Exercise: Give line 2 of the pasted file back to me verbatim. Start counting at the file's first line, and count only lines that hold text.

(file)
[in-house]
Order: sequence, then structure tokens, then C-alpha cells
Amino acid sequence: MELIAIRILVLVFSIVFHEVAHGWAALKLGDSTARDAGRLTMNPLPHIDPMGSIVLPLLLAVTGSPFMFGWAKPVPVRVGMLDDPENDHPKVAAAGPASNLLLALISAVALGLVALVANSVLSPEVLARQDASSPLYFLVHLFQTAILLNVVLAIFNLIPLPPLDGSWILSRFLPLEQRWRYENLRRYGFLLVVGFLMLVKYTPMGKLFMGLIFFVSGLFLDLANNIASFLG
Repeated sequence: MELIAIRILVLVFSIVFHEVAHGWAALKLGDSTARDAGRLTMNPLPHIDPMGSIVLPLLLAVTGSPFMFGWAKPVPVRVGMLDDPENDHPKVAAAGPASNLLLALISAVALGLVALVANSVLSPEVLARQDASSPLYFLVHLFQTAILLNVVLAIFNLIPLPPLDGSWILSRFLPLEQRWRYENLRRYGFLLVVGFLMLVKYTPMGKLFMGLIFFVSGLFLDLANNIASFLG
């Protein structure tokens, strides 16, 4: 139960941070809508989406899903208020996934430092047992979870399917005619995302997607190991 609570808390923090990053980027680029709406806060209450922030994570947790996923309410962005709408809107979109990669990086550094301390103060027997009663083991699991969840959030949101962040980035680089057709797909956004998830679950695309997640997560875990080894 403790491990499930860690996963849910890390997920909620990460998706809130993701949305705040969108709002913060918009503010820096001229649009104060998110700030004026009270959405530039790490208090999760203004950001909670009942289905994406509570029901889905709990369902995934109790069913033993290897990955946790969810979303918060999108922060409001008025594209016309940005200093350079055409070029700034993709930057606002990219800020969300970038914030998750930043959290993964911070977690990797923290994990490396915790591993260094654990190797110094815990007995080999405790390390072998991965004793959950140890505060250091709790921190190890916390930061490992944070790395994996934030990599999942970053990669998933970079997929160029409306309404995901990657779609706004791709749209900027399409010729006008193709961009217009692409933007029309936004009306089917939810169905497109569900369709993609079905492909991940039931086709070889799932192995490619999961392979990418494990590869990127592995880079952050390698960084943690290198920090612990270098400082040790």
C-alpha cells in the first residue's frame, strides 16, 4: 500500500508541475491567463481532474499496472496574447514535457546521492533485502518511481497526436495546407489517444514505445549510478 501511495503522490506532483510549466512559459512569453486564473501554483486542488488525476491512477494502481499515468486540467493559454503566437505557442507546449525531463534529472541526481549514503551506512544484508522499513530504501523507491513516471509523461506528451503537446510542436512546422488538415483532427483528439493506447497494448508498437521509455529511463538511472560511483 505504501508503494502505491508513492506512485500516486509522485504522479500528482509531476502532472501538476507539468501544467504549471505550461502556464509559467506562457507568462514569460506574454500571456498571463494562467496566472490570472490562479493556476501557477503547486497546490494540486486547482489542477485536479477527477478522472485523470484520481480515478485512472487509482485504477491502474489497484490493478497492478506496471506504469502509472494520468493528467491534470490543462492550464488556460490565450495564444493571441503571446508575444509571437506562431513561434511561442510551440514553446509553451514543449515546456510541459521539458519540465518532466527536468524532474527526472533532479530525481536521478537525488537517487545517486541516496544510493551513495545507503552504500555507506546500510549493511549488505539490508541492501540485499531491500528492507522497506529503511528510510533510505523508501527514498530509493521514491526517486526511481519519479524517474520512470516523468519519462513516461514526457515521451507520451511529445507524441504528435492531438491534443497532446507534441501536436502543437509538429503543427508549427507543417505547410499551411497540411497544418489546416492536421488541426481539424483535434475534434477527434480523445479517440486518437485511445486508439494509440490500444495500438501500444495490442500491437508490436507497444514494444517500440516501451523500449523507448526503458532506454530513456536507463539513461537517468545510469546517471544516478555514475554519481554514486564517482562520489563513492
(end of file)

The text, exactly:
Order: sequence, then structure tokens, then C-alpha cells